When I started my first enterprise coding job I was obsessed with my productivity — specifically, productivity as measured by tasks completed.
I was hyper-aware of being the most junior member of the team and the only female developer. I knew I would struggle for ages over a task someone else could complete in five minutes but I was determined to out-work this deficiency. I exhausted myself reading articles and doing tutorials outside of office hours. When I was actually on the clock (but delirious after my extra-curricular study and lost sleep), I would frantically copy/paste code, hacking away until I got something fit for review. I did this for months.
Eventually, I had a task that involved working directly with a colleague. I was terrified, imagining my ignorance would be on full display and I’d be fired and they’d think twice before hiring another female developer. Fears that look ridiculous written down but were all too real in my head at the time.
Almost immediately, we hit a bug and I didn’t have a clue what was going on. But funnily enough, my colleague didn’t either. He started talking about what he expected to happen and why he expected it to happen and I realized I could follow his logic. I could read it myself, in the code. We traced the bug back to a pre-existing issue, did a bit of research to understand the roots of the problem, filed a fix and went on with our main task.
It was a small detour but it made a massive difference for me. I stopped asking myself, “Why can’t I get this to work?” and started asking, “Why isn’t this working the way I expect?” Answering the first question was anxiety-inducing and gave me no sense of accomplishment when I stumbled upon the solution. Answering the second question could lead me down unexpected paths and often took longer but was more satisfying. I inevitably learned something that helped me multiple times in the future.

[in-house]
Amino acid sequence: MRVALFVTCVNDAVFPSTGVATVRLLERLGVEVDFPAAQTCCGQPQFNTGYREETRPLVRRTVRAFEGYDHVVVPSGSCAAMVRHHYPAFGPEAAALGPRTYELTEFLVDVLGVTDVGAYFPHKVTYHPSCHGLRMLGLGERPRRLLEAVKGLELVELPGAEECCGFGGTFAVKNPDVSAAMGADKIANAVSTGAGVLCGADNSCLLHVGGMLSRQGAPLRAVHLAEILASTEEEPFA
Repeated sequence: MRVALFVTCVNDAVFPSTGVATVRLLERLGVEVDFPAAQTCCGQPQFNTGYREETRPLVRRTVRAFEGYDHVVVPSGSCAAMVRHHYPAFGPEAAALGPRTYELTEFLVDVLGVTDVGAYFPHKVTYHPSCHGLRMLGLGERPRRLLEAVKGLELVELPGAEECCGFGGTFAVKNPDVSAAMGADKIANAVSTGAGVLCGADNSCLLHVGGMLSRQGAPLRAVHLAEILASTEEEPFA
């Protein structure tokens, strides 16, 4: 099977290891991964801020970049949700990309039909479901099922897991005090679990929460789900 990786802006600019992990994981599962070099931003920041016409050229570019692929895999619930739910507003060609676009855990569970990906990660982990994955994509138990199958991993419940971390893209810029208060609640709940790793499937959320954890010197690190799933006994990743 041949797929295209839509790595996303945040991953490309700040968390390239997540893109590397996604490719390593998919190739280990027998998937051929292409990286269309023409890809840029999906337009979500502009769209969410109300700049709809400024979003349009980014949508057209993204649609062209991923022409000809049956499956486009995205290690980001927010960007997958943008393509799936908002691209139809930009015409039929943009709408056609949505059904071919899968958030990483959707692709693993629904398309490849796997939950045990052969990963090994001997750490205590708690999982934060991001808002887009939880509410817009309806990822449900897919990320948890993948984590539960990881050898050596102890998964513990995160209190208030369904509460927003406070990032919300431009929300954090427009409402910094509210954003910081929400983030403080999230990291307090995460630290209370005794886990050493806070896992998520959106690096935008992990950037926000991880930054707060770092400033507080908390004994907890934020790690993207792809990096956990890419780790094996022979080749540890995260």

My productivity was still important to me, but no longer easily quantified. Having a productive day meant feeling good about the work I did that day. Instead of churning through a bunch of low-priority, low-impact tasks, I wrote higher quality code with a greater sense of purpose.
Documenting how we learn
When I joined silverorange, it was clear this view of productivity was generally understood. It’s a natural extension of our Be Kind philosophy. But the learning part wasn’t formally written down.
This was a topic of discussion at our last retreat and turned into an internal document with the following three distinctions:
- Everyday Learning occurs daily in the course of completing a task. Individuals should be comfortable self-directing this type of learning.
- Dedicated Learning is subject-specific, requiring more time than can be reasonably applied during a regular work day. This type of learning needs to be planned in advance with Project Managers.
- Shared Learning is an opportunity to disseminate knowledge gained from recent work or dedicated learning through bi-weekly design and developer meetings and weekly Show and Tell meetings. This could also be extended to cover conferences or group courses.
Vague and aspirational as it was, this document became the basis of a hiring exercise for our new Director of People (shout-out to the new slice, Nikki Mifflen-Mitchell!). In the process of introducing herself to everyone on the team, Nikki has been asking some great questions to inform the creation of an effective and inclusive personal development policy. It’s exciting to see the steady evolution of this work and I’m proud to be part of a company that puts action behind words.
Learning is part of the job
If there’s one thing I wish I had known from the start of my career, it’s this: learning is part of the job; it should be done during work hours. If your company already has a policy in place, use it! If they don’t have a policy, start the discussion. It may lead to results sooner than you think.